Yesterday, I joined Huffington Post Live in a Google Hangout to discuss how occupational and career choices factor into the male-female wage gap. I saw it as a breakthrough: All of the panelists acknowledged that women have at least some personal responsibility in determining their career achievement and pay.
This is good news for women: We can improve our wage-earning potential by moving into more lucrative, traditionally male-dominated fields and by more aggressively advocating for pay raises or promotions.
Unfortunately, conversations about the wage gap too often start with the underlying premise that the goal should be 100 percent parity in women's and men's wages. We are supposed to want women to comprise 50 percent of every profession and to work exactly the same number of hours as men. After all, this is the only way to close the statistical wage gap.
But should this really the goal? I would suggest that instead of equal outcomes or parity between the genders, the goal should be equal opportunities or real equality. As I mentioned in yesterday's Hangout, opportunities are simply harder to measure than outcomes. Therefore, people often make the mistake of using outcomes as a (bad) proxy variable and presuming that women are relegated to bad set of opportunities.
Comparing outcomes alongside women's preferences gives us a better measure of women's opportunities. Are women doing what they want to be doing?
Here's an example: When we consider that only 21 percent of married mothers prefer full-time work, we shouldn't surprised that fewer women than men end up working long hours (only 14 percent of FT women work more than 41 hours/week, compared to 25 percent of FT men). Women are acting on a preference to work fewer hours. This shouldn't be presented as a failure, but as evidence that they are trying to do what makes them happy.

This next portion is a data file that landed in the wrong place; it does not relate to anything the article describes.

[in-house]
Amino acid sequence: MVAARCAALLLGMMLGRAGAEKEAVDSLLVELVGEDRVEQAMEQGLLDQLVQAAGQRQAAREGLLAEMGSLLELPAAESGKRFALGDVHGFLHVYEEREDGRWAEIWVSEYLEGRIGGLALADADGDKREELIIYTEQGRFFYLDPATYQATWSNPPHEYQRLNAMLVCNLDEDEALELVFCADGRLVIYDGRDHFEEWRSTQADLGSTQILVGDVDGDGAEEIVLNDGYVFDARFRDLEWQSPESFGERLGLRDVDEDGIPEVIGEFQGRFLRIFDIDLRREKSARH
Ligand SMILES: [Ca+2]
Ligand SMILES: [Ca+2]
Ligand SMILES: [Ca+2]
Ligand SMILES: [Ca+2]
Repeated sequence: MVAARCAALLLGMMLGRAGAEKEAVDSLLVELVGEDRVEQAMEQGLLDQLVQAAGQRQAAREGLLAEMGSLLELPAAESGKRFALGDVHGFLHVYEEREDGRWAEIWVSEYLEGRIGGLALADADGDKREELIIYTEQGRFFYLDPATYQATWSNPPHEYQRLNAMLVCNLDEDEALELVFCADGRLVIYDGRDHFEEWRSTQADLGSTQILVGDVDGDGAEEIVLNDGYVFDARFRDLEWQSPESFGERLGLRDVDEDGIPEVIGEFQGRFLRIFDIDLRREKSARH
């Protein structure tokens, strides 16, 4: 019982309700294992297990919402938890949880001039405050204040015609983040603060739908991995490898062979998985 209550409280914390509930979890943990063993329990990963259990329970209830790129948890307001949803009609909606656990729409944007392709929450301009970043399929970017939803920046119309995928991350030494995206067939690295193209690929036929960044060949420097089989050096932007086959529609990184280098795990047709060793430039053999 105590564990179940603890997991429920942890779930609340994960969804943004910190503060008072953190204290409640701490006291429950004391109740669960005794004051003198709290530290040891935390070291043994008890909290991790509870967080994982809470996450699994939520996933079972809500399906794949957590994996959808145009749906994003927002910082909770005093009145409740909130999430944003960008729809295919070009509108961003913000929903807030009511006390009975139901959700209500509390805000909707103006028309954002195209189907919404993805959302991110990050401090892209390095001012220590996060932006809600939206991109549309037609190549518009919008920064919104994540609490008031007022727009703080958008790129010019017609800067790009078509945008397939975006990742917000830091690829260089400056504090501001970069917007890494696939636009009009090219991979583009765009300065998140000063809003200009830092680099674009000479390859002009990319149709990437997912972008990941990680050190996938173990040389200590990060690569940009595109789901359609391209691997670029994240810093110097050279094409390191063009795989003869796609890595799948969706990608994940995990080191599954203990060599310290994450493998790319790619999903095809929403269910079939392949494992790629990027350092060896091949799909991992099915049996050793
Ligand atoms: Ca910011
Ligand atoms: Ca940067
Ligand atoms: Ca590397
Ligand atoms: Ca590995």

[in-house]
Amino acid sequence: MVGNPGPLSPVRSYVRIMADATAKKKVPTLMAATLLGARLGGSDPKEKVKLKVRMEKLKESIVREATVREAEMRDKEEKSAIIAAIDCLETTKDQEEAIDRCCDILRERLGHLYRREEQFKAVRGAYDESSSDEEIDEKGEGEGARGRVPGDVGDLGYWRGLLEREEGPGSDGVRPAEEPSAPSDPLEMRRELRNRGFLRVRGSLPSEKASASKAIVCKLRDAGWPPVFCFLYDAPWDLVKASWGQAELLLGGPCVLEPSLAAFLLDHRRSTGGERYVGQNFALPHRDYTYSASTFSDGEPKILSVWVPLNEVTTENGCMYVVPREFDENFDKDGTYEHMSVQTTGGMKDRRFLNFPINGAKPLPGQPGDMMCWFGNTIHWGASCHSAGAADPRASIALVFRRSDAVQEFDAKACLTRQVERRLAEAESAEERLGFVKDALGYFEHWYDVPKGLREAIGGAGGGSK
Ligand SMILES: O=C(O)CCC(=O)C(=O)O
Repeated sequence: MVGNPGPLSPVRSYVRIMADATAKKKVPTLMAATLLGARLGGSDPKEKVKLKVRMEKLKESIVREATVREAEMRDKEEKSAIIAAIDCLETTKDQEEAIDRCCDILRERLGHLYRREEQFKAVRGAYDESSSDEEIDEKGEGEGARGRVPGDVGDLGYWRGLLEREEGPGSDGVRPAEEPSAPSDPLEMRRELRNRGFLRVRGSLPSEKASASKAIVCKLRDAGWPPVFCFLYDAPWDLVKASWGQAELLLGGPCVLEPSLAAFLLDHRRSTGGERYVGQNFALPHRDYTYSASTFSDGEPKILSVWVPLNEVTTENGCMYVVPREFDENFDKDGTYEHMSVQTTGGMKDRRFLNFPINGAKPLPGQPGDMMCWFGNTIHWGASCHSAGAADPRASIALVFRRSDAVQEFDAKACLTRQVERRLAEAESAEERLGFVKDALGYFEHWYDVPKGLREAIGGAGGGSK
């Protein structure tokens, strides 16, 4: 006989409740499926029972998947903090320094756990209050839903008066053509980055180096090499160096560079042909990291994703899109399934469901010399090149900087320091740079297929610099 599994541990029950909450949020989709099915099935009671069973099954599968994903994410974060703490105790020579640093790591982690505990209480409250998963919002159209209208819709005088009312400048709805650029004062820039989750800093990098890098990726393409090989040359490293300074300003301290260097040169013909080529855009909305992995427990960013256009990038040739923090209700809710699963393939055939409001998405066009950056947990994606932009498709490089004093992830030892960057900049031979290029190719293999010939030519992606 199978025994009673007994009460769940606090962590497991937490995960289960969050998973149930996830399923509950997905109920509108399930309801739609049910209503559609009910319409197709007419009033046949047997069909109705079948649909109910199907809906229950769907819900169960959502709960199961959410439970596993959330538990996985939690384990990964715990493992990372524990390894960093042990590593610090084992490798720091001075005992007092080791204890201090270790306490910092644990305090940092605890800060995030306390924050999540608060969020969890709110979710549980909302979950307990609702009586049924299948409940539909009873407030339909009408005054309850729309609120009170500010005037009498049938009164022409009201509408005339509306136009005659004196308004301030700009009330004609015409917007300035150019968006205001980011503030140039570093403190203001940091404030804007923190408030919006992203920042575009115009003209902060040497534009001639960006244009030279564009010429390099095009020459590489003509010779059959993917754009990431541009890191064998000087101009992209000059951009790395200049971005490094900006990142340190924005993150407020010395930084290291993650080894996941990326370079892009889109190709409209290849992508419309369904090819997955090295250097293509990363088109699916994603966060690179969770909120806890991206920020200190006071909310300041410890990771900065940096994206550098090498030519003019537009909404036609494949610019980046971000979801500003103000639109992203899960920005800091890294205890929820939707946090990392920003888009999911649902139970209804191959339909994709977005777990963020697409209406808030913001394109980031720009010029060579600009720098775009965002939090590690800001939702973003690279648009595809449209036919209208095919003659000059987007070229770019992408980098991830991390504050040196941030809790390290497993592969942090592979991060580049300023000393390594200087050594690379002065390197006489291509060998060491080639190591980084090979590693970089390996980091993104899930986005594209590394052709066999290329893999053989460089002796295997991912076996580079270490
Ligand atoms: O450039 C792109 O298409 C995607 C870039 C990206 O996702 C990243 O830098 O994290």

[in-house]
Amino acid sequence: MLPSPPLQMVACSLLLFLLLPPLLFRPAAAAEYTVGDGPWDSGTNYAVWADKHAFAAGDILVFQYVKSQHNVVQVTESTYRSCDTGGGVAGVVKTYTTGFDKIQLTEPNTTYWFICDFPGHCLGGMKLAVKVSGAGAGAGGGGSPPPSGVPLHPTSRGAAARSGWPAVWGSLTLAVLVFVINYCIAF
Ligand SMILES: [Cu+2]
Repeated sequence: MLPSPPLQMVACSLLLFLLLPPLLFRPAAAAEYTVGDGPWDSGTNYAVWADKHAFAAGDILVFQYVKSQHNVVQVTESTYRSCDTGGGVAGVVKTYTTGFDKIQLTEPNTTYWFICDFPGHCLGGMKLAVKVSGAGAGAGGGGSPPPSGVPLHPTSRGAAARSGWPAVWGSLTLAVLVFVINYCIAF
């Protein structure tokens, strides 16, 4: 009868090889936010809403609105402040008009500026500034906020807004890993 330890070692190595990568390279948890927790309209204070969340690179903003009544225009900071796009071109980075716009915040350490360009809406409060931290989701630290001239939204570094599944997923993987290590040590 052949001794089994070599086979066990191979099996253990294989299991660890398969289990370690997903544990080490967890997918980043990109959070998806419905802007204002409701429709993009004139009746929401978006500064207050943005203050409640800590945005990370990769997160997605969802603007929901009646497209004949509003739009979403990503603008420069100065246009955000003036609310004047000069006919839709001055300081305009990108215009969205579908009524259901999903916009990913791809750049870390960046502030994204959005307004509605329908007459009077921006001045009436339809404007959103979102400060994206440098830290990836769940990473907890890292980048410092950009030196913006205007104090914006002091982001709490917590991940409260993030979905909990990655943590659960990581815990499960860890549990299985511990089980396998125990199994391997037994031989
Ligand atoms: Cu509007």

It's limited resources, not gender, that typically holds us back from getting what we want (whether it's a corner office in the C-Suite, an additional shift at Wendy's, or an extra week of vacation each summer). Interestingly, about equal percentages of working mothers and fathers say they'd prefer to be spending time with their children, but continue working because they need the income.
If we want to help women achieve their ideals, then we should support policies that encourage more diverse employment opportunities and real economic growth, so that more part-time or flex-time positions are available and so that companies can afford to pay workers more.
A world where women (and men) are free to pursue their individual preferences (although this will almost certainly result in a gender pay disparity) is a much better world than one where men and women attempt to live exactly identical lives. Let's celebrate our differences, and our different choices, by advocating not for parity, but for equal opportunities.
Hadley Heath is Senior Policy Analyst at the Independent Women's Forum (www.iwf.org).